Issue: Noisy locations

Location data from the rider is noisy and animating the raw data creates an unpleasant experience for the consumer. For consumers looking to relieve their anxiety with the tracking experience bad accuracy will often do the opposite by creating false alarms.

We use a combination of techniques to improve location accuracy—kinematic equations signal processing filters and snap-to-road on mapping data. Read more about our real-time noise filtering. In addition we use smartphone sensors to determine activity—stop walk cycle drive etc. Filters are applied based on the activity for which location is collected. For example a walk may not be snapped to road and a stop may filter out stray WiFi locations that are received with high accuracy outside the distance threshold.

Issue: Map API costs

Map providers have APIs to get ETA with real-time traffic and snap-to-road to improve accuracy. These are priced per API call and developers often need to call them many times during the course of an order. For example the Google Maps ETAs API call is priced at 50 cents for 1000 calls. Therefore a 60 minute period of tracking the pickup and delivery of an order can cost you 6 cents if the ETA is updated twice a minute. The Roads API is priced similarly and has a limit of 50 requests per second making it unusable at scale.

In order to avoid these developers build their own ETA model to recalibrate and trigger real-time alerts for other workflows. This requires state management of activity data and device health to understand granular changes. For example detecting unexpected stops on the road are handy for ETA estimations. In another example if the user disables location the ETA prediction needs to catch and correct for it.

Issue: Data explosion at scale

Location data explodes an order of magnitude faster than your business. Every order generates thousands of location data rows. To store and retrieve location data is easy but to do so in the context of business events and actions is non-trivial. We have seen success in compressing locations in a custom data format—the time aware polyline. A time aware polyline accompanies each activity segment in the life of the user along with device health events like disabled locations and network unavailable. Additionally an order may be segmented as a pickup followed by a delivery (or multiple pickups interleaved with multiple deliveries) while still being associated with each other through an order ID.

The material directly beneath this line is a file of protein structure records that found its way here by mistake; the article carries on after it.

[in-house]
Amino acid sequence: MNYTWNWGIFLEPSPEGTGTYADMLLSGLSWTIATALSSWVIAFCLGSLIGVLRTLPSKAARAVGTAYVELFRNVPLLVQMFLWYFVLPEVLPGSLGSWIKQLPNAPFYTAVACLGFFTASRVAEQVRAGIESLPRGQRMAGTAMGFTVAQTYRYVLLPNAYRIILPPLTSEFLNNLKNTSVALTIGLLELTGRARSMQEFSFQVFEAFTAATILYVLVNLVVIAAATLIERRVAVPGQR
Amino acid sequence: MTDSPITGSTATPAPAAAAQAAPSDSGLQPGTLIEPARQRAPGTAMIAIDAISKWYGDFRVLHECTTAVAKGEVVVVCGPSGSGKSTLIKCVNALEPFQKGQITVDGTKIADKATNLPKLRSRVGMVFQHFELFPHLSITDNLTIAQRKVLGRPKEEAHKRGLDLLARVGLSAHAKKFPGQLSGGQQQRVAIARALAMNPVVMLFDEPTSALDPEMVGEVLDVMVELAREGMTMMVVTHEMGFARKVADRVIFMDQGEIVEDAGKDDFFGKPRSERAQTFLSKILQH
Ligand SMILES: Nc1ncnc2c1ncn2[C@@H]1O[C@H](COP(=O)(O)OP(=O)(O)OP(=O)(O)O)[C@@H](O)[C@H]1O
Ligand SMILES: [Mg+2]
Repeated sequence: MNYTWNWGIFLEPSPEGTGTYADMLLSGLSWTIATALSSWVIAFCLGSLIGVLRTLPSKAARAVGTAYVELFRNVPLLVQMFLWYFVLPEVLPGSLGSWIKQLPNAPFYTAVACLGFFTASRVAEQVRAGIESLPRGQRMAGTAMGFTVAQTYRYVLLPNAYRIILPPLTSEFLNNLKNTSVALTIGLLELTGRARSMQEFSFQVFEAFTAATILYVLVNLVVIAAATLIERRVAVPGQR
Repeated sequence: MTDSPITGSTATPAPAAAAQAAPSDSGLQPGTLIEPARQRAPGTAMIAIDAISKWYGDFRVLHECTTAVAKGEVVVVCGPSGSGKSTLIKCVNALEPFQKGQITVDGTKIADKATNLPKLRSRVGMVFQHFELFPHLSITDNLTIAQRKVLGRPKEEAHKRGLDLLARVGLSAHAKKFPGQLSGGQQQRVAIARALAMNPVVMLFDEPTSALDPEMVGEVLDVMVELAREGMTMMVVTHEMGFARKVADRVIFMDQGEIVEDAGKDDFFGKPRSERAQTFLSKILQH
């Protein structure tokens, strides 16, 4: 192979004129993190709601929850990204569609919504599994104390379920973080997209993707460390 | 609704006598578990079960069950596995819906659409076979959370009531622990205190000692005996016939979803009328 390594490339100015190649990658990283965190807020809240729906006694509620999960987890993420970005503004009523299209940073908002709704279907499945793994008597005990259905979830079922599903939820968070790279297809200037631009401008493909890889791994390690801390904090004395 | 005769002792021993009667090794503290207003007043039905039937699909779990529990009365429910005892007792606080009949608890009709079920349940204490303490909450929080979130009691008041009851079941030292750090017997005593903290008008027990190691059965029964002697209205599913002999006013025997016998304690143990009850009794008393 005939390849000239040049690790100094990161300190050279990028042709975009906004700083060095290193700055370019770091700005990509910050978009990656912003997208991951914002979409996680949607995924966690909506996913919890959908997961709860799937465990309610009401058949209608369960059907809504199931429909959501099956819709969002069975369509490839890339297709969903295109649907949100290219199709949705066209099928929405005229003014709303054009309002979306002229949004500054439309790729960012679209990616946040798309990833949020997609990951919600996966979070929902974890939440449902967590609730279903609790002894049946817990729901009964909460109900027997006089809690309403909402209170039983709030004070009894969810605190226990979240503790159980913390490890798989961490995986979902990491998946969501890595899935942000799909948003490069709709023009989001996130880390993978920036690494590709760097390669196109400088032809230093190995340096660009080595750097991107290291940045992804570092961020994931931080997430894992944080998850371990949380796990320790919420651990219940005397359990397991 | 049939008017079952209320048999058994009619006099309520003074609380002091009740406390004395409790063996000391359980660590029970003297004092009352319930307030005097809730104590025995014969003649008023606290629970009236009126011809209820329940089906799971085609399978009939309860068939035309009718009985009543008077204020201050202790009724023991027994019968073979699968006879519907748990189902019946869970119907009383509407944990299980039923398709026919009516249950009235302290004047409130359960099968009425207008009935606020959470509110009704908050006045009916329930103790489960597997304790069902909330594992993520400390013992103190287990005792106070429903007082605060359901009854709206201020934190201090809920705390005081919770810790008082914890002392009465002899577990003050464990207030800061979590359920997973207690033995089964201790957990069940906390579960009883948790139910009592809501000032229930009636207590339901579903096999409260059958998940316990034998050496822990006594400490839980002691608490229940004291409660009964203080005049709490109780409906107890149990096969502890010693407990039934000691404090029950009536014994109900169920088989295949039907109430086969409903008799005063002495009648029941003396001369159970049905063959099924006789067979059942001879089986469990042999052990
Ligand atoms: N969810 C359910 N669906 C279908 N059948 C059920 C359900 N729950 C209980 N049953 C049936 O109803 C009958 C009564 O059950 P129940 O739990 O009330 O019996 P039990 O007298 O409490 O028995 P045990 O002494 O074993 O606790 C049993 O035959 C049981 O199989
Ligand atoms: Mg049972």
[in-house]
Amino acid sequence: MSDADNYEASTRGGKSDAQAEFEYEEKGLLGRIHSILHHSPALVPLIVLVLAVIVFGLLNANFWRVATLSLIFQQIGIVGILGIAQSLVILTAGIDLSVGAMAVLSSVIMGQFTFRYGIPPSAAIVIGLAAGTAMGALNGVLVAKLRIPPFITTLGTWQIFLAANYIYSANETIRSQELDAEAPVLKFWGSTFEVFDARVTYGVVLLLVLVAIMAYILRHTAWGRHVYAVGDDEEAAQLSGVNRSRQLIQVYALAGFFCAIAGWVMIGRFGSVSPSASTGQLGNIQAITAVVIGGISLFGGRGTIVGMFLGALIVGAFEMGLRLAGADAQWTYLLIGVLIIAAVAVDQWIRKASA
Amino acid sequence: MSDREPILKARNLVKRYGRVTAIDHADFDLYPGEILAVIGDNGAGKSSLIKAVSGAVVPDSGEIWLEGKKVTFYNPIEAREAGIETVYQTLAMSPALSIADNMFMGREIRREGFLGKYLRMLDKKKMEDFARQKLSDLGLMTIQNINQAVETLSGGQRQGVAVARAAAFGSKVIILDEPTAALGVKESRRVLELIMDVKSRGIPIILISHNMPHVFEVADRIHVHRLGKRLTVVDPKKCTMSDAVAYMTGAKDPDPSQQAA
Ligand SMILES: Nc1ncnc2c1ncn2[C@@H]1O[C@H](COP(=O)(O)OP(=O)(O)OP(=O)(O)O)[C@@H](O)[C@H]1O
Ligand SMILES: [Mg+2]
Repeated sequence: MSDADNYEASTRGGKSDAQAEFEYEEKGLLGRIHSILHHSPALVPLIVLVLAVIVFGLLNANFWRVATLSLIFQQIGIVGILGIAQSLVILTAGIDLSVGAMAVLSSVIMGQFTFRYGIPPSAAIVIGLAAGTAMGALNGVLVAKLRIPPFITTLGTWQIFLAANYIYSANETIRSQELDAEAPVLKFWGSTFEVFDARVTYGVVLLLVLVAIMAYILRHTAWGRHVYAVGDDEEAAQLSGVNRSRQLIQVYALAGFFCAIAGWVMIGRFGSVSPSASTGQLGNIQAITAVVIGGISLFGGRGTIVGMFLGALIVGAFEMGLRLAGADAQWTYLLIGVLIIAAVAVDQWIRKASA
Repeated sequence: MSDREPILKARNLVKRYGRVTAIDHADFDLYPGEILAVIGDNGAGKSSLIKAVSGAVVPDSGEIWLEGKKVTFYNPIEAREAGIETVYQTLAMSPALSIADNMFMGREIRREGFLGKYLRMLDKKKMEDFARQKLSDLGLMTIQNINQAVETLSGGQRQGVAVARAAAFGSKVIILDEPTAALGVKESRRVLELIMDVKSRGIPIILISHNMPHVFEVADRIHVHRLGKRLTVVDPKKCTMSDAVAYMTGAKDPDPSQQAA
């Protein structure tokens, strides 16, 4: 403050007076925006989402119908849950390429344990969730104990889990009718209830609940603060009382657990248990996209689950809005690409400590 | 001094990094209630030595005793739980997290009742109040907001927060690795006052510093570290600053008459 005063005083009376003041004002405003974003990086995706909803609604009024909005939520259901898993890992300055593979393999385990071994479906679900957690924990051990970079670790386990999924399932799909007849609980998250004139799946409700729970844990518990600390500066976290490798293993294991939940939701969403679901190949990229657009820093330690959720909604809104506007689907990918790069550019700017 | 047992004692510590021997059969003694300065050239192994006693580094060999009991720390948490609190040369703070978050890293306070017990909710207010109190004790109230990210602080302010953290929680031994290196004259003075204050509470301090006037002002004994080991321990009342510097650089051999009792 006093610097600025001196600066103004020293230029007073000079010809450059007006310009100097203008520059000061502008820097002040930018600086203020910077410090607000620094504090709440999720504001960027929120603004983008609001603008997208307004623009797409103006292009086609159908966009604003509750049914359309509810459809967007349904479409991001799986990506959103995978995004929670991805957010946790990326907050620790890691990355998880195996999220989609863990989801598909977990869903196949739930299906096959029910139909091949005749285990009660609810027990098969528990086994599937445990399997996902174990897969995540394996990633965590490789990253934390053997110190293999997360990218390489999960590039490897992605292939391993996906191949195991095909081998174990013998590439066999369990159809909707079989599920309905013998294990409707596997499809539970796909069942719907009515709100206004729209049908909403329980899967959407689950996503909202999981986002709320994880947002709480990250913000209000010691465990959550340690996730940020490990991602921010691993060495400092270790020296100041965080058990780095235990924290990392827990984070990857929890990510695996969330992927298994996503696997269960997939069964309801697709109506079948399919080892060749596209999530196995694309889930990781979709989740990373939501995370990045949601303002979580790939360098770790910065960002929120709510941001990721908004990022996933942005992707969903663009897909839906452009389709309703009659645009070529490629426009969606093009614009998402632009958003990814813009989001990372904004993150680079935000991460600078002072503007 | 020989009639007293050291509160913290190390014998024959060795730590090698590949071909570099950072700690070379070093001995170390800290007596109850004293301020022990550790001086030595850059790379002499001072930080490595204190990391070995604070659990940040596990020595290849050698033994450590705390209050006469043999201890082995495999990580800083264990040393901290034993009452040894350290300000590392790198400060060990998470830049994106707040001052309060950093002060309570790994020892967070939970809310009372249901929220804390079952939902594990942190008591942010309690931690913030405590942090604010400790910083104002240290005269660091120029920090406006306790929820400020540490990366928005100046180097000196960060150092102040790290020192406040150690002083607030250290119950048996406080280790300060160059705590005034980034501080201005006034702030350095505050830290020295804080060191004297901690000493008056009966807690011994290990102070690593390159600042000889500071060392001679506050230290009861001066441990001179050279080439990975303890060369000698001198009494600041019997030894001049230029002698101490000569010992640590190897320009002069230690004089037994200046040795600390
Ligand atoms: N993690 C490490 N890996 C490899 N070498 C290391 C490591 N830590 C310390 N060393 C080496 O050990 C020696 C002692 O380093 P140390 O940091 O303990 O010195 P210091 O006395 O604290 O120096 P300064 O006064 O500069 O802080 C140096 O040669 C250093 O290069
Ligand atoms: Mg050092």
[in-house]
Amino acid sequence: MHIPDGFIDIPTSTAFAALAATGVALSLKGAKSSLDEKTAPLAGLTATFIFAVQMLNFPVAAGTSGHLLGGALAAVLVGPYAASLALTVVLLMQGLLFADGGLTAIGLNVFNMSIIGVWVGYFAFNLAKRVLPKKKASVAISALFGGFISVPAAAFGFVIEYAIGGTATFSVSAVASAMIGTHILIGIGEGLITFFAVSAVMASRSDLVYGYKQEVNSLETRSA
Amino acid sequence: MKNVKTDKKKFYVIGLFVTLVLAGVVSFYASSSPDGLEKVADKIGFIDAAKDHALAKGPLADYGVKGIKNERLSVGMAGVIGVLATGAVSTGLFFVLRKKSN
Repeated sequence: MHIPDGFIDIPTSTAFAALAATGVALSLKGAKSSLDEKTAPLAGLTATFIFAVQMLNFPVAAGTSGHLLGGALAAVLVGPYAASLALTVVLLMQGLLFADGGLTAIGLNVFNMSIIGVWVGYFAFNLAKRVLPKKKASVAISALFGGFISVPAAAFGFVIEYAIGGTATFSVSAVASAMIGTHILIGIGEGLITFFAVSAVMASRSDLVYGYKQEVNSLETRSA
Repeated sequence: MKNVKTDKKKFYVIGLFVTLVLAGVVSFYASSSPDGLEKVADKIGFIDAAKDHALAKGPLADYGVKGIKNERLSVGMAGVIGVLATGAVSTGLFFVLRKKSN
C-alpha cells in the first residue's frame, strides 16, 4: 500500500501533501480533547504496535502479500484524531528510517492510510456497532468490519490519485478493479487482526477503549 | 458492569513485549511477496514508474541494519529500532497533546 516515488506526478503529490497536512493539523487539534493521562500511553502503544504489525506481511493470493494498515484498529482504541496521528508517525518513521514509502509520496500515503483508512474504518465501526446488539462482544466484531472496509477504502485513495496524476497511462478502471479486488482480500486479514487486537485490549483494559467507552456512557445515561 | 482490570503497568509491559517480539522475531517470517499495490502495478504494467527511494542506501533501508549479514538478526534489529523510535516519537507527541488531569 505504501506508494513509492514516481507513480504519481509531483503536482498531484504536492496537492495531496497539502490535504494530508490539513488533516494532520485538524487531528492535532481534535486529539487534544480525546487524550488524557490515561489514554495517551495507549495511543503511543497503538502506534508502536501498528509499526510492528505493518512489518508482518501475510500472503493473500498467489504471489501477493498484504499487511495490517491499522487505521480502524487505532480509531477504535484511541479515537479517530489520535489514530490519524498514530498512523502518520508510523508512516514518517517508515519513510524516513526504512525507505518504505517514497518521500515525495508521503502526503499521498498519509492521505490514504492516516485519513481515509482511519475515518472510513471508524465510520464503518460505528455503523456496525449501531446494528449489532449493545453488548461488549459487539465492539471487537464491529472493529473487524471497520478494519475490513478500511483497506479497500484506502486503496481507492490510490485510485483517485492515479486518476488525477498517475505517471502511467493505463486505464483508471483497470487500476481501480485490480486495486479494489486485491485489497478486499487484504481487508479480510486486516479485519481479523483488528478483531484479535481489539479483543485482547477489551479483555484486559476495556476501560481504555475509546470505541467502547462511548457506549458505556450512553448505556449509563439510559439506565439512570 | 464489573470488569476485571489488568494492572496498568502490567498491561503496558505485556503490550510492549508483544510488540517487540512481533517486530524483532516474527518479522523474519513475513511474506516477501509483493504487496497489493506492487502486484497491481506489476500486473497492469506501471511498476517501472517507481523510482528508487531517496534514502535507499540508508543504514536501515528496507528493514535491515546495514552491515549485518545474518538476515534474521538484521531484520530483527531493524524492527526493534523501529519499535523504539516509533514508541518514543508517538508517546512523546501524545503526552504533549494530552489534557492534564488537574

var polylineUtil = require('time-aware-polyline') var points = [ [19.13626 72.92506 '2016-07-21T05:43:09+00:00'] [19.13597 72.92495 '2016-07-21T05:43:15+00:00'] [19.13553 72.92469 '2016-07-21T05:43:21+00:00'] ] polylineUtil.encodeTimeAwarePolyline(points) // Use polylineUtil.decodeTimeAwarePolyline(polyline) to decode

With a compressed format (with >80% compression) the data for an order can be saved in a single row—and the polyline can be decoded to accurately determine distance traveled or show the trip summary at the end of the order. Which means retrieving and storing location data for an order can be done with a fraction of the complexity.

Issue: Poor visual experience

A smooth animation experience is key to delivering an anxiety-free experience to your consumers. Since a typical session duration is small it is important to convey progress and set expectations in a quick glance. As we were developing our tracking experience we found the following UI elements to be useful for consumers in addition to the live marker.

  • Marker orientation or bearing: in order to indicate direction of movement
  • Trailing polyline and trip progress: in order to indicate progress made so far
  • Pulsating dot: in order to indicate connectivity of the rider
  • Rider and order info: in order to reassure the consumer and make it real
  • Remaining time and distance: in order to set clear expectations

These elements require interpolation and animation libraries on the device working in sync with each other to ensure a high-quality experience. For example the LatLngInterpolator on Android is a key element to smoothen animation.

private interface LatLngInterpolator {
    LatLng interpolate(float fraction LatLng a LatLng b);
    class LinearFixed implements LatLngInterpolator {
        public LatLng interpolate(float fraction LatLng a LatLng b) {
            double lat = (b.latitude - a.latitude) * fraction + a.latitude;
            double lngDelta = b.longitude - a.longitude;
            // Take the shortest path across the 180th meridian.
            if (Math.abs(lngDelta) > 180) {
                lngDelta -= Math.signum(lngDelta) * 360;
            double lng = lngDelta * fraction + a.longitude;
            return new LatLng(lat lng);

With these elements in place our tracking experience looks like the one below on iOS. Similar experiences are available for Android and the web.

Try us out

How have you built your tracking experience? We are always looking to improve ours and would love to hear from you. We offer our tracking experience through a quick integration experience to developers. There are customizable SDKs for in-app and web experiences.